The power of hip-hop


The power of hip-hop
Desert Pea Media has released a compilation of songs and videos created with 10 indigenous communities around regional and remote Australia, an initiative to empower young people to create dialogue around social and cultural issues. We chat with Desert Pea Media founding member and creative director Toby Finlayson

Can you tell me a bit about Desert Pea story and how it began?

Desert Pea Media was founded in 2002 by Toby Finlayson and a group of friends and family, as a tool to create social change through collaborative storytelling. It’s about using the process of storytelling and art-making to create dialogue around serious social and cultural issues, and to advocate awareness and educate audiences. It’s been a long journey (over a decade) and Song Nation Volume 1 is the first ever official release, something we are all very excited about and it symbolises a new age for our organisation in terms of scope and sustainability.

What are some of the key issues it wishes to draw attention to?

There are a number of multi dimensional issues that are prevalent for young people in remote Indigenous communities. These are connected to issues of isolation, generation trauma, health, employment opportunities and the list goes on. There are massive gaps in life expectancy, social engagement, mental and physical health etc etc. For young people it’s about identity – in many communities people suffer from loss of language, dance, song and cultural heritage, as a direct result of consecutive government policy such as the White Australia Policy and Assimilation. This loss of identity is extremely damaging for young people today, and there is a strong movement about re-connecting young people to culture and country through music and arts, finding pride and self belief through cultural identity.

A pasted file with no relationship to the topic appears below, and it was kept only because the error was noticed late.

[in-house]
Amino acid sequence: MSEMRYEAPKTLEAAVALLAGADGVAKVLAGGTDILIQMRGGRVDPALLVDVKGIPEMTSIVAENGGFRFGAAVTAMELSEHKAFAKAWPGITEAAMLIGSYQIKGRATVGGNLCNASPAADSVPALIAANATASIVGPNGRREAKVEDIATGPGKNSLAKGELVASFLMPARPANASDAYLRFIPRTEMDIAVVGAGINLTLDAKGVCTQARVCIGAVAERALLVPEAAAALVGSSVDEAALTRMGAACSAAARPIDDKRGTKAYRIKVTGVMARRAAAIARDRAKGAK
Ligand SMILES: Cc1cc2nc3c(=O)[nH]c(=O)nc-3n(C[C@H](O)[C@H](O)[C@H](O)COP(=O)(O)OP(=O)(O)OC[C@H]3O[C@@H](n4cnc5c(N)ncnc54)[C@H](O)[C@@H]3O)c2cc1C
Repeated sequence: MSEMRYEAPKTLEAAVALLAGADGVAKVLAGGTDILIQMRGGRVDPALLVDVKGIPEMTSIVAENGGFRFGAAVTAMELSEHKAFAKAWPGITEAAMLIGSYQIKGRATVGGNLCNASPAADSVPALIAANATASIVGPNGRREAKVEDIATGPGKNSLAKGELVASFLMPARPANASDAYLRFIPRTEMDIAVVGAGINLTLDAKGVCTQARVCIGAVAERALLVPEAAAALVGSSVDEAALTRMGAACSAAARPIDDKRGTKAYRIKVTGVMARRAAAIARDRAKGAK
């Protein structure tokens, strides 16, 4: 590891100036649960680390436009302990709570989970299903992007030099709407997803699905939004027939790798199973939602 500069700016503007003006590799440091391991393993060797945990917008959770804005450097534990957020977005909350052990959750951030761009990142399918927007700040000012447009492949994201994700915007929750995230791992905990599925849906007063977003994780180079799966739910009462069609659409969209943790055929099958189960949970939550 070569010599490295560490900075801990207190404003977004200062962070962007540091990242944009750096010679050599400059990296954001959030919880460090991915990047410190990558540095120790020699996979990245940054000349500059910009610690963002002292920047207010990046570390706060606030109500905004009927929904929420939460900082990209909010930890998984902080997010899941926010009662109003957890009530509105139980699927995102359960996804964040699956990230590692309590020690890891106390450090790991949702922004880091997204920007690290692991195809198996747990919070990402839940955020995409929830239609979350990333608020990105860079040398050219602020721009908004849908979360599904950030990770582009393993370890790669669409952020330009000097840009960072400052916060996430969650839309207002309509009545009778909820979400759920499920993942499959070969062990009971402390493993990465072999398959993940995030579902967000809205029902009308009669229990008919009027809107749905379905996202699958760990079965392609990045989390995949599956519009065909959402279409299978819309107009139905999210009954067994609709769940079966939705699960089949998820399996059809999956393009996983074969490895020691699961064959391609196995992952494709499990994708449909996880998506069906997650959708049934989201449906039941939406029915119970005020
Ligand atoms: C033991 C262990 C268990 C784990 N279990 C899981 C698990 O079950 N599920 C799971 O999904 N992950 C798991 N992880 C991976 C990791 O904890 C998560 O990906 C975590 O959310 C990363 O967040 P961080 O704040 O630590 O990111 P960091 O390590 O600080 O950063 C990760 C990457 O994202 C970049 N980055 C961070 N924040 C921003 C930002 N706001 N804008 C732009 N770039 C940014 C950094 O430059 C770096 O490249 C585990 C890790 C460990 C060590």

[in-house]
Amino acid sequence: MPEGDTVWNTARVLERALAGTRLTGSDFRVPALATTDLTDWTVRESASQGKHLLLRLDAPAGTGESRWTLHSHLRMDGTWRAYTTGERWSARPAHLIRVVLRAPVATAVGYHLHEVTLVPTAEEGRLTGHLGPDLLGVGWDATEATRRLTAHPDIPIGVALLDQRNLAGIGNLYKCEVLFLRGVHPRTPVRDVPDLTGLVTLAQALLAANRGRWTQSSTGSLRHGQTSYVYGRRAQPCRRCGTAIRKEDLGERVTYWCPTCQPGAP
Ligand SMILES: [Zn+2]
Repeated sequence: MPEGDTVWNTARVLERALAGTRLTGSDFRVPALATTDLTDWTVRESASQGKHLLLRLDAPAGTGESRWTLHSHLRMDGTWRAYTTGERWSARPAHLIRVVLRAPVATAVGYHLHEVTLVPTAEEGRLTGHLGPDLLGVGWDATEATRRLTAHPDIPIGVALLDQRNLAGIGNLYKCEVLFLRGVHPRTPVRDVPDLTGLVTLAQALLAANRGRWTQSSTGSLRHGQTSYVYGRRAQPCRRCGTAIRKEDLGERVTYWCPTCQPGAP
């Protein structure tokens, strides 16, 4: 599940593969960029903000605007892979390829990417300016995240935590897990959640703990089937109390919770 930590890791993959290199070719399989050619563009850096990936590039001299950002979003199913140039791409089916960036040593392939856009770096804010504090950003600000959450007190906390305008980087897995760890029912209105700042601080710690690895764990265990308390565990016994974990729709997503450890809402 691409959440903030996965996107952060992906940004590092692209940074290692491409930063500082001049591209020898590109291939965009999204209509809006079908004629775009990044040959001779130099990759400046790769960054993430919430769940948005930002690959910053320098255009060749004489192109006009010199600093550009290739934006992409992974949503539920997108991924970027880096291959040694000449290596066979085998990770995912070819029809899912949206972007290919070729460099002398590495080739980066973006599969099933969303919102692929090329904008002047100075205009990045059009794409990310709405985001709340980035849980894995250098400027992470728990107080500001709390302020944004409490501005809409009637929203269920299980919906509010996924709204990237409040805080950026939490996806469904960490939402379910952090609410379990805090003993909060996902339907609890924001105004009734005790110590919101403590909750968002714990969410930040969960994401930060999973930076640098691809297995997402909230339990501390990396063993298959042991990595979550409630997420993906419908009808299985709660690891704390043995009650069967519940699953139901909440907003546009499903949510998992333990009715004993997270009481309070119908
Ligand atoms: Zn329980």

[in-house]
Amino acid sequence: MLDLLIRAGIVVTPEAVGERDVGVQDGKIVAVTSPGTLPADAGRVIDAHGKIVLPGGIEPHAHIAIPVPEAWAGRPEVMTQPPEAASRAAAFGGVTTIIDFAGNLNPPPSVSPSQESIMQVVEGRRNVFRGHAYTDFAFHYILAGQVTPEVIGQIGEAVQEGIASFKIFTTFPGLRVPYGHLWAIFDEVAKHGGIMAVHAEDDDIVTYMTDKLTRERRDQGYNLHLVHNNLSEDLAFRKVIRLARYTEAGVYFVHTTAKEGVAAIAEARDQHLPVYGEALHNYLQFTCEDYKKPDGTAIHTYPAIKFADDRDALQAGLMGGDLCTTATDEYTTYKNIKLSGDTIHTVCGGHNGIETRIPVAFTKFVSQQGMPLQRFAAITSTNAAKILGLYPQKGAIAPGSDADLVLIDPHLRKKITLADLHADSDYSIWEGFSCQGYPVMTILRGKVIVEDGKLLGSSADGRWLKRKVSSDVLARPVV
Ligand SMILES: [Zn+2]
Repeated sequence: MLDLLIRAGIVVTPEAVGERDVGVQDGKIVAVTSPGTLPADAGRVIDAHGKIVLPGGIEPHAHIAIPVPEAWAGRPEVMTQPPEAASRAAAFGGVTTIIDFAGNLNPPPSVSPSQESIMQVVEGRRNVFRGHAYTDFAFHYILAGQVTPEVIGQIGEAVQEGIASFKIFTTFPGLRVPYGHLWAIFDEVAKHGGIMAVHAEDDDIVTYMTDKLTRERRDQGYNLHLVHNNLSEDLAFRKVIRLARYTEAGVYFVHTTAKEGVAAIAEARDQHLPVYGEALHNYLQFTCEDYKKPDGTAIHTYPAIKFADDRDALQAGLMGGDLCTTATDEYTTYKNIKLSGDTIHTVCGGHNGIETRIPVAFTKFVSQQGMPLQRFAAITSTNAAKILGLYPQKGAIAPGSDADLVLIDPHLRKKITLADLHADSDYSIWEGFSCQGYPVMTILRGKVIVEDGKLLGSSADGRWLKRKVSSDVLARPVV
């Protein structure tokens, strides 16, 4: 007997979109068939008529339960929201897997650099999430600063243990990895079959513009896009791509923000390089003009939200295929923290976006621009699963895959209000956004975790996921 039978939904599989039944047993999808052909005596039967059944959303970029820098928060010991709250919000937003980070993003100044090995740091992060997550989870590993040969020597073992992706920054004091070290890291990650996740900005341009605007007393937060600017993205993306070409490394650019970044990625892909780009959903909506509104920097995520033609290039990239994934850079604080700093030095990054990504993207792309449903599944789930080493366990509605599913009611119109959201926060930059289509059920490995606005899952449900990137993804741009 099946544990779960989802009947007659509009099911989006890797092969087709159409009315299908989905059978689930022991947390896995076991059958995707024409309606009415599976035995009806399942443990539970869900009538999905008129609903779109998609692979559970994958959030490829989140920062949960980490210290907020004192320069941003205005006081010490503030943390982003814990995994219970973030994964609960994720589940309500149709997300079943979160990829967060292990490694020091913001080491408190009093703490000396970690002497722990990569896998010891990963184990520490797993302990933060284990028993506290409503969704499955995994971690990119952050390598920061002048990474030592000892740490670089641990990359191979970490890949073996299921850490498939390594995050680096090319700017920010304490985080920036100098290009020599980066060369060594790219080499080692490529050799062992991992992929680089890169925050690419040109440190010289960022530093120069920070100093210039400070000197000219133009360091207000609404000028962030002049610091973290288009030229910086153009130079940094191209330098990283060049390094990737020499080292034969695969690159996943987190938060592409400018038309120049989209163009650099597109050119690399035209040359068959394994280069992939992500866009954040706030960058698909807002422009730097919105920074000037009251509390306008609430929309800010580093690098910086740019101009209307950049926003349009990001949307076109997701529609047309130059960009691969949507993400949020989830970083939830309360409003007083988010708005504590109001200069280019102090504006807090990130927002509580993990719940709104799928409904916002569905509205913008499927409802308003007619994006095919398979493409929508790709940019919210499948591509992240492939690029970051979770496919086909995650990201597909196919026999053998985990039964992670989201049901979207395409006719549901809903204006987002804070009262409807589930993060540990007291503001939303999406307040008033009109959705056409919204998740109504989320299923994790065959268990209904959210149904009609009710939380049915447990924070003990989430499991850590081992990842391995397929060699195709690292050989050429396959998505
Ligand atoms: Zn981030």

Tell me about Song Nation Vol 1 and the process behind its creation.

Song Nation Volume 1 represents over a decade of work. 11 songs and music videos from 10 communities all around Australia, all of which tell important stories about community, culture and country. The production is a collaboration between Desert Pea Media and The Smugglers of Light Foundation, and involved a series of media mentoring programs in schools and with community organisations during 2012/13. We received funding from UN Ltd, and also from APRA to support the projects, and we are all very excited to see Song Nation Volume 1 come to fruition.

How did the partnership with the Cairns State High School come about? What was the significance of this particular school?

Aunty Gail Mabo is a close friend and the patron of The Smugglers of Light Foundation. She has a close friend Delores Scott who works at Cairns High School as a teacher, and has a close relationship with a group of Indigenous students at the school. We invited Cairns High to be a part of the 2013 Song Nation tour and spent three days writing, recording and shooting the music video. Several young people in the group had spent years singing with the Gondwana Children’s Choir, and the group just happened to be incredibly talented and intelligent songwriters. It was a really wonderful experience for everyone, and we developed some strong and lasting friendships.